The plot was super interesting. Again, I won’t be detailed about it to avoid spoilers but I felt like plot twists just kept coming at me and almost none of them were expected. On a side note, homosexual relationships were thrown in very nonchalantly and treated as normal. I appreciated this. As always, it would have been nice to have LGBTQ+ stuff at the forefront. I’m still glad that this kind of thing was included and that they didn’t make a big deal of it.

This book was such a breath of fresh air. I’ve been struggling to find books to read since finishing this because it was so good. It also took me much too long to write this review. I don’t think words could justify just how much I loved this book. If I can convince you to read one book, it’d be this one. It’s the best book I’ve read in a very long time.

nonfiction, Podcast

Podcast Review: Reply All by Gimlet Media

I’ve recently become obsessed with podcasts and I wanted to do a review of my favorite. (I might review others if this goes over well, we’ll see.)

reply-all-podcast-png-838x0_q80

Title: Reply All
Hosts: Alex Goldman and PJ Vogt
Producer: Gimlet Media
Length: Typically 30-40 minutes
Genre: Non-fiction, Technology
Rating: 5 Mics (Folded pages just didn’t quite work for this one)

Summary (Courtesy of the Gimlet Website):
Reply All is a show about the internet, hosted by PJ Vogt and Alex Goldman. The show launched in 2014. We publish new episodes on Wednesday nights.

Our show is downloaded around 2 million times per month. If you are new to the show, you can start from the beginning, or try a few of these episodes which we like a lot.

Review:
I never used to be one for podcasts (or audiobooks on a related note) but in September a blog I follow on Tumblr recommended this podcast. It was described as a show about the internet and it intrigued me. I listened to about 30 episodes in one sitting. This is my first time doing a podcast review so please me if it’s a little rough.

I think what captivated me first was PJ Vogt’s voice. He has a voice that you kind of want to listen to forever. It’s soothing and smooth. It makes you want to listen. Alex Goldman also has a nice voice but something about PJ’s voice reminds me of Danny from Game Grumps and I also really like his voice.

The chemistry between the two hosts is also great. They play well off each other and you can tell that they are more than just co-hosts to each other. They’re friends and they love what they do. I’m not sure why but I’m always incredibly happy when I listen/read/watch projects by people when you can tell how much they love it.

It only took two episodes to realize the stories they talk about are the kind of stories I want to hear about. So while PJ’s voice captured me and I loved the hosts’ chemistry, their stories are why I’m still obsessed over 4 months later. I think I would consider this is journalistic kind of podcast. They find weird, interesting, funny, romantic, or all of the above stories on the internet and give you a summary mixed in with them interviewing the people who are involved in said stories.

Now, I don’t think it’s any secret that I pretty much live on the internet. There usually isn’t something I haven’t heard of and the amazing thing is that of all the stories they’ve reported in the 56 episodes they have released thus far I have only heard of one. It makes me incredibly happy when there’s a new thing on the internet that can give me new information. The stories are all incredibly unique and they somehow know where to find them.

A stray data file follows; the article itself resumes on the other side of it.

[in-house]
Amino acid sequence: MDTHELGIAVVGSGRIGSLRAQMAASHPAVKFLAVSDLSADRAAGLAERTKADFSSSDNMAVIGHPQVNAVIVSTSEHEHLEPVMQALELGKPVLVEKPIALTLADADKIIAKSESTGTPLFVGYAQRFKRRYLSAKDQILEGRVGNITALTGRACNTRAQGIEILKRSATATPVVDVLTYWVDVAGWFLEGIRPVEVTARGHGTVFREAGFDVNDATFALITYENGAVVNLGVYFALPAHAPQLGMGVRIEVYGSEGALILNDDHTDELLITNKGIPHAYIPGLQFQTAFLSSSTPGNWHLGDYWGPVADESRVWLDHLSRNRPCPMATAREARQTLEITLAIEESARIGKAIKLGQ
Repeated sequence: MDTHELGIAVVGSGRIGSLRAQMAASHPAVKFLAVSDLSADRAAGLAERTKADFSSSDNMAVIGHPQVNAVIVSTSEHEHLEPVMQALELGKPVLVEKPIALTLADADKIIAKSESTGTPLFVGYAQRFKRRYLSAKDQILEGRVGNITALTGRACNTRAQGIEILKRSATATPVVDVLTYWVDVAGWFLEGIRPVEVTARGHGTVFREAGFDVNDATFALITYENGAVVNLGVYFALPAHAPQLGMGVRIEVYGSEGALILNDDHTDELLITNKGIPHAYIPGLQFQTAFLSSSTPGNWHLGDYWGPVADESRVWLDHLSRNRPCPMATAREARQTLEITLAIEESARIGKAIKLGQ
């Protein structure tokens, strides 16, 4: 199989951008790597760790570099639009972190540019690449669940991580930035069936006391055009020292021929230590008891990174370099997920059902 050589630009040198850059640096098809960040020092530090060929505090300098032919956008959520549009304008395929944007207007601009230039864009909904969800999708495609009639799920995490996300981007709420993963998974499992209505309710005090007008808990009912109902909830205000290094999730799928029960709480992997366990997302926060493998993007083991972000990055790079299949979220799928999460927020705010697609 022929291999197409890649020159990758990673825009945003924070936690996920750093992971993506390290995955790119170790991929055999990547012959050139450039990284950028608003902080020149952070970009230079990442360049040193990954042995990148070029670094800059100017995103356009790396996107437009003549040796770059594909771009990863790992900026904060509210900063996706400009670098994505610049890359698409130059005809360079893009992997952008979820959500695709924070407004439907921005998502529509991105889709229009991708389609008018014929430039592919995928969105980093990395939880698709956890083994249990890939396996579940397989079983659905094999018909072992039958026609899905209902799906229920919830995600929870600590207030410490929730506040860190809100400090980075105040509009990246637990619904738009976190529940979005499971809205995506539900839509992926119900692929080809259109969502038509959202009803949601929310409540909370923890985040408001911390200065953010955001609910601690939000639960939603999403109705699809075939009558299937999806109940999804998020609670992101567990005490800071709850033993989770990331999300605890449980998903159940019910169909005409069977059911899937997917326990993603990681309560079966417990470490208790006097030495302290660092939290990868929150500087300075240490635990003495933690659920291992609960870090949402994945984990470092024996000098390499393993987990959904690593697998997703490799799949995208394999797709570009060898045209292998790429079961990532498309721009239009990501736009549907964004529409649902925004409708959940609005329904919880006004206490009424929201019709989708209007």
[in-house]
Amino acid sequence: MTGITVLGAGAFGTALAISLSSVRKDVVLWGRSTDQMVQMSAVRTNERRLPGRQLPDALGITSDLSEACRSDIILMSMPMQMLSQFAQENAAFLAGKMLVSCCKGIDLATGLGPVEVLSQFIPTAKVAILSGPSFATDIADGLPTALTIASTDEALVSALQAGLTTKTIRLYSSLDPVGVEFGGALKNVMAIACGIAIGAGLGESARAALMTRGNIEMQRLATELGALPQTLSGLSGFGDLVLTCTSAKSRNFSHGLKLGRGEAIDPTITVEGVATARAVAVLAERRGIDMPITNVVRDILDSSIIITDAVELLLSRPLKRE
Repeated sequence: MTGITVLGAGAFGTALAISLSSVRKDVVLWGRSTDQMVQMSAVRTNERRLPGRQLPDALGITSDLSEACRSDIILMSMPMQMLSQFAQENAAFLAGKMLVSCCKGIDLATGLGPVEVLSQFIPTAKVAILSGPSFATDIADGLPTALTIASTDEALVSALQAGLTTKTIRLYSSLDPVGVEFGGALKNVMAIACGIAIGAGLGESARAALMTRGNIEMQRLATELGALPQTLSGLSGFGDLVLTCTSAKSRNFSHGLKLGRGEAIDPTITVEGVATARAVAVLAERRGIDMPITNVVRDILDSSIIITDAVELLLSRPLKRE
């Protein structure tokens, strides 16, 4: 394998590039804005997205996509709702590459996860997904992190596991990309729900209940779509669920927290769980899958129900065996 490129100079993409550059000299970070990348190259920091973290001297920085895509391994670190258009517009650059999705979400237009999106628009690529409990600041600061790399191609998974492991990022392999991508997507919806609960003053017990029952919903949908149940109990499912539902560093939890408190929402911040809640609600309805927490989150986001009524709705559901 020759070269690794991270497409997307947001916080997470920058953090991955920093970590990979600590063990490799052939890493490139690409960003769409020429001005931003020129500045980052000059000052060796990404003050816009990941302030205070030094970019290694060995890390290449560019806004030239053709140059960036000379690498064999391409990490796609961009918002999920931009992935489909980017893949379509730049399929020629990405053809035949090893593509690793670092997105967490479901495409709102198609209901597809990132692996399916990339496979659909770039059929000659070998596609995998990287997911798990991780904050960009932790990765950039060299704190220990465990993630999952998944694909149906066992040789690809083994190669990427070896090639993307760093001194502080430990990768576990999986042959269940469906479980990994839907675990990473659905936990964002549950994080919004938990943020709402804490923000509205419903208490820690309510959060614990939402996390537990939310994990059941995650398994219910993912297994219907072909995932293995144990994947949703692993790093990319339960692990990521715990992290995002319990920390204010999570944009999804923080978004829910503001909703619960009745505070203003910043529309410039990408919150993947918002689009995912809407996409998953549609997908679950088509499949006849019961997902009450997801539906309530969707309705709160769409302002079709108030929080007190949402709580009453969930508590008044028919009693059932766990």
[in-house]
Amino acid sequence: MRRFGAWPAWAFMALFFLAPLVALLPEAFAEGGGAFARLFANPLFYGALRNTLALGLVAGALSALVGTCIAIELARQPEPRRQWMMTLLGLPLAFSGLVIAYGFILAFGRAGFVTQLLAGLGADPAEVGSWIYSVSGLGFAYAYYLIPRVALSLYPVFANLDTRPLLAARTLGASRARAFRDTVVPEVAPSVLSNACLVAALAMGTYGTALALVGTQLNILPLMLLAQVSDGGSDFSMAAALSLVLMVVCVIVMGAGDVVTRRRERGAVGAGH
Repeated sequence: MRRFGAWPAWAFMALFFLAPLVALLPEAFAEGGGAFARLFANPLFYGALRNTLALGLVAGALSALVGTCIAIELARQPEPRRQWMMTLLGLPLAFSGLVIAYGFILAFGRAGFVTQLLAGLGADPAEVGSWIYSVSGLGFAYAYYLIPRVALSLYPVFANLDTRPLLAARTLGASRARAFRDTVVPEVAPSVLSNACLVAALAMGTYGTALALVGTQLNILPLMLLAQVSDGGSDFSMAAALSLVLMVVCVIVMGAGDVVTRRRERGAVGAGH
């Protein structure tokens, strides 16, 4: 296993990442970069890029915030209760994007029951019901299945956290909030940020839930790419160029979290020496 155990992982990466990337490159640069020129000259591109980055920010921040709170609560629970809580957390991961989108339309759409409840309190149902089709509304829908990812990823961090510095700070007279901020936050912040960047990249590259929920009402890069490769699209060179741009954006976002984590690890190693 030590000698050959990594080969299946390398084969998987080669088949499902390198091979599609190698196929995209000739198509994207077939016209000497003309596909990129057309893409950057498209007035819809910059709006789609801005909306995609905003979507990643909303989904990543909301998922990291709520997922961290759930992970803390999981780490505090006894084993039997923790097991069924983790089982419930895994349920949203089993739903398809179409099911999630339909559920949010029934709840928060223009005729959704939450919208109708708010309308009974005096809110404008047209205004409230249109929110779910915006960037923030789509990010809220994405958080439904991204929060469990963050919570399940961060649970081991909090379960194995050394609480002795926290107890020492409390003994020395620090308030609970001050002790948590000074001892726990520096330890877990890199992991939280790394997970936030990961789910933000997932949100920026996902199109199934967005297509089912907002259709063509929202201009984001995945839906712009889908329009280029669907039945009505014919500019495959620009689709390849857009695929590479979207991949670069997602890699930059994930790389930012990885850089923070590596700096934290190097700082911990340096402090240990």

The music used in the show is also very good. I tend to get the jingles stuck in my head. But I think the feel of the intro music totally matches the theme of the show. With a theme like technology/internet, it’s a feat well accomplished.

I’m not sure my review is really doing this podcast justice. I also don’t really know what else to comment on. So please find a few of my favorite episodes below!

Episode 1: An App Sends A Stranger To Say “I Love You” 
I know it’s a little cliche but this episode is still probably my all time favorite. I think this episode totally encompasses everything this show is about. It’s hilarious, somewhat emotional, and just an interesting story.

Episode 3: We Know What You Did
This one was SUPER interesting. No spoilers, but I learned so much from this. I definitely suggest giving it a listen.

Episode 13: Love is Lies
This is bar far my favorite episode. It was just SO intriguing and you kind of learn the inside on something everyone is curious about but no one (Americans, at least) have so little knowledge about in the general public.

Biography, graphic novel

Graphic Novel Review: Persepolis 2: The Story of a Return by Marjane Satrapi

amazon haul

Title: Persepolis 2: The Story of a Return
Author: Marjane Satrapi
Translator: Anjali Singh
Publisher: Pantheon
Length: 192 Pages, Paperback
Genre: Autobiography, Graphic Novel
Rating: 5 Folded Pages

Blurb:
In Persepolis, heralded by the Los Angeles Times as “one of the freshest and most original memoirs of our day,” Marjane Satrapi dazzled us with her heartrending memoir-in-comic-strips about growing up in Iran during the Islamic Revolution. Here is the continuation of her fascinating story. In 1984, Marjane flees fundamentalism and the war with Iraq to begin a new life in Vienna. Once there, she faces the trials of adolescence far from her friends and family, and while she soon carves out a place for herself among a group of fellow outsiders, she continues to struggle for a sense of belonging.